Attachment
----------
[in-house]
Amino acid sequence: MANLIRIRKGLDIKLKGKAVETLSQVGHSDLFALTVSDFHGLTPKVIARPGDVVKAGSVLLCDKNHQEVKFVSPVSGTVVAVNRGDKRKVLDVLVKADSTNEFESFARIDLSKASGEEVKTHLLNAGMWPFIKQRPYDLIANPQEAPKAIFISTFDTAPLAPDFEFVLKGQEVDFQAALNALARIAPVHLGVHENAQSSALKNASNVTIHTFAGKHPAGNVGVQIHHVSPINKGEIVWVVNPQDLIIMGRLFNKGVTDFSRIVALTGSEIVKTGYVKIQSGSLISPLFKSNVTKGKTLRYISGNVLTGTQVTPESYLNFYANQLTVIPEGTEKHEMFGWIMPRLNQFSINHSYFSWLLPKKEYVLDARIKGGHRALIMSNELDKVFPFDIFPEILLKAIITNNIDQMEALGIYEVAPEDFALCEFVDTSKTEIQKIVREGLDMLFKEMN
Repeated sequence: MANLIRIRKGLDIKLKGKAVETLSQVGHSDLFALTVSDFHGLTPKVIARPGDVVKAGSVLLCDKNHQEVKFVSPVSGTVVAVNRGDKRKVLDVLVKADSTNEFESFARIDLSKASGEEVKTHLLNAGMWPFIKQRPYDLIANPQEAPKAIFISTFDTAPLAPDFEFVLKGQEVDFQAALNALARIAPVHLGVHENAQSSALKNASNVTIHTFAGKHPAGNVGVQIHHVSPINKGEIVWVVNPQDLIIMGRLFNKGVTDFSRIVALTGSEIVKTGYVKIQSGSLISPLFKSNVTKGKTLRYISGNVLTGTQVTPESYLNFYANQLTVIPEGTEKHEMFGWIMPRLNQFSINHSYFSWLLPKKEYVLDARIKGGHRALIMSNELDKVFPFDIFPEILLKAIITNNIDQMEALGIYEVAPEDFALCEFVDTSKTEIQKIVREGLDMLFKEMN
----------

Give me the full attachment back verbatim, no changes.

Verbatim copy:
[in-house]
Amino acid sequence: MANLIRIRKGLDIKLKGKAVETLSQVGHSDLFALTVSDFHGLTPKVIARPGDVVKAGSVLLCDKNHQEVKFVSPVSGTVVAVNRGDKRKVLDVLVKADSTNEFESFARIDLSKASGEEVKTHLLNAGMWPFIKQRPYDLIANPQEAPKAIFISTFDTAPLAPDFEFVLKGQEVDFQAALNALARIAPVHLGVHENAQSSALKNASNVTIHTFAGKHPAGNVGVQIHHVSPINKGEIVWVVNPQDLIIMGRLFNKGVTDFSRIVALTGSEIVKTGYVKIQSGSLISPLFKSNVTKGKTLRYISGNVLTGTQVTPESYLNFYANQLTVIPEGTEKHEMFGWIMPRLNQFSINHSYFSWLLPKKEYVLDARIKGGHRALIMSNELDKVFPFDIFPEILLKAIITNNIDQMEALGIYEVAPEDFALCEFVDTSKTEIQKIVREGLDMLFKEMN
Repeated sequence: MANLIRIRKGLDIKLKGKAVETLSQVGHSDLFALTVSDFHGLTPKVIARPGDVVKAGSVLLCDKNHQEVKFVSPVSGTVVAVNRGDKRKVLDVLVKADSTNEFESFARIDLSKASGEEVKTHLLNAGMWPFIKQRPYDLIANPQEAPKAIFISTFDTAPLAPDFEFVLKGQEVDFQAALNALARIAPVHLGVHENAQSSALKNASNVTIHTFAGKHPAGNVGVQIHHVSPINKGEIVWVVNPQDLIIMGRLFNKGVTDFSRIVALTGSEIVKTGYVKIQSGSLISPLFKSNVTKGKTLRYISGNVLTGTQVTPESYLNFYANQLTVIPEGTEKHEMFGWIMPRLNQFSINHSYFSWLLPKKEYVLDARIKGGHRALIMSNELDKVFPFDIFPEILLKAIITNNIDQMEALGIYEVAPEDFALCEFVDTSKTEIQKIVREGLDMLFKEMN